Rising oil prices in South Africa and an international energy crisis are expected to put additional pressure on South African consumers in the coming months, warns Dawie Roodt, chief economist at Efficient Group.
High fuel prices in the country are one of the biggest reasons for the price hike, with the cost of gasoline effectively increasing by 85% and diesel by 69% since 2011, said Neil Roets, director. general of Debt Rescue.
In terms of rand, this means that an average 50-liter tank of gasoline costs around 916.50 rand, up from 495.95 rand a decade ago. This, while annual salary increases remain at 6.8%, he said.
“As we move into the final quarter of 2021, consumers will look to their vacations, but they will experience big price increases across the board as the price of fuel continues to climb, pushing inflation up in parallel.
“We also need to take into account the likelihood of the Treasury raising interest rates to control inflation, which will add an additional financial burden to consumers who have experienced another year of financial hardship thanks to the continued challenges brought on by Covid- 19, “Roets said.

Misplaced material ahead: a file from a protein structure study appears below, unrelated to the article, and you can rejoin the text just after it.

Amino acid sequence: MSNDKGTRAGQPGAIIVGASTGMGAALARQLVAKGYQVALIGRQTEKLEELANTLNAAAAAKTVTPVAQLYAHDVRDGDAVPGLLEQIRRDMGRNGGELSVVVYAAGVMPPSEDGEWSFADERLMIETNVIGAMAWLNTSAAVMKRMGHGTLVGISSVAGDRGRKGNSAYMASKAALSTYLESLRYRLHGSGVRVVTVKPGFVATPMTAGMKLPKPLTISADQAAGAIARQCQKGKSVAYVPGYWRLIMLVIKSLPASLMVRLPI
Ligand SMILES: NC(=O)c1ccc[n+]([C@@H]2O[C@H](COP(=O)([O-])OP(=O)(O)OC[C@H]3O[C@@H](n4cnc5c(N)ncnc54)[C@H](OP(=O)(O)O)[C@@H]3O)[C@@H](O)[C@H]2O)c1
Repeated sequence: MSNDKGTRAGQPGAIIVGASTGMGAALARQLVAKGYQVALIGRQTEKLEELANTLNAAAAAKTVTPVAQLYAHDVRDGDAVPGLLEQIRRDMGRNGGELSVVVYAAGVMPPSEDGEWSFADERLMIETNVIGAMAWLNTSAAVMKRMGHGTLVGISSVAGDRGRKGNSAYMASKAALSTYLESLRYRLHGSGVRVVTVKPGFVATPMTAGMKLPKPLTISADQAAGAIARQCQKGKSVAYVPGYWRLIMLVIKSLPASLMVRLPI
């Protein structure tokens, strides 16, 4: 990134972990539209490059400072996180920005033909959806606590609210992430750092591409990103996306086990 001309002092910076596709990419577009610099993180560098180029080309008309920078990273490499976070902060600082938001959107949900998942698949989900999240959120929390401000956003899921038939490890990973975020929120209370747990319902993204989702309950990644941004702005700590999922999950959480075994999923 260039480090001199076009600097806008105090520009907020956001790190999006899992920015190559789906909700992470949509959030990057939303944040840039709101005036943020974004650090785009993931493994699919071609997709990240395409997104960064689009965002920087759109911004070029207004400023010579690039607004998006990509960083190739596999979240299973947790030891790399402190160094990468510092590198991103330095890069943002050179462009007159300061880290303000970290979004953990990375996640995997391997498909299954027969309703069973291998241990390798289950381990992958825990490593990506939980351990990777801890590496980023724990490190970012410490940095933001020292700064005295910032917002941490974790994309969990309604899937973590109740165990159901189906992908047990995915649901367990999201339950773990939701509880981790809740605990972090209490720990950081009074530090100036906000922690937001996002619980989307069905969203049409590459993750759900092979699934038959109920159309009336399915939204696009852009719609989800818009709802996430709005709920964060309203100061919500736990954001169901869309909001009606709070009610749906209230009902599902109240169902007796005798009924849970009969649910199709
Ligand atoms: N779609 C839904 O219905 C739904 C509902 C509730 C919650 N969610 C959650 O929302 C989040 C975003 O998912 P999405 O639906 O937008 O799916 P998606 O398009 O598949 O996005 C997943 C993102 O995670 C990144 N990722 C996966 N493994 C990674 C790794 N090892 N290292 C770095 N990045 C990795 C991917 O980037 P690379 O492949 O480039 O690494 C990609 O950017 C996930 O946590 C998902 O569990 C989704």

Consumers will also face an impending energy crisis impacting the international economy. Despite the rise in the price of Brent crude, gas and coal prices are also rising, which will cause the price of electricity on the line to rise, Roodt said.
Oil has hit a seven-year high in recent sessions as the market continues to tighten amid a global energy crisis, Bloomberg reported.
“Tight supply outlook and additional demand for oil from countries in Europe and Asia seeking alternative fuels due to the global energy crisis have pushed prices higher,” said Kim Kwangrae, senior analyst commodities at Samsung Futures Inc. become a psychological burden for some investors, the analyst said.
Bloomberg reported that the world is experiencing the first major energy crisis in the clean energy transition, adding that it will not be the last.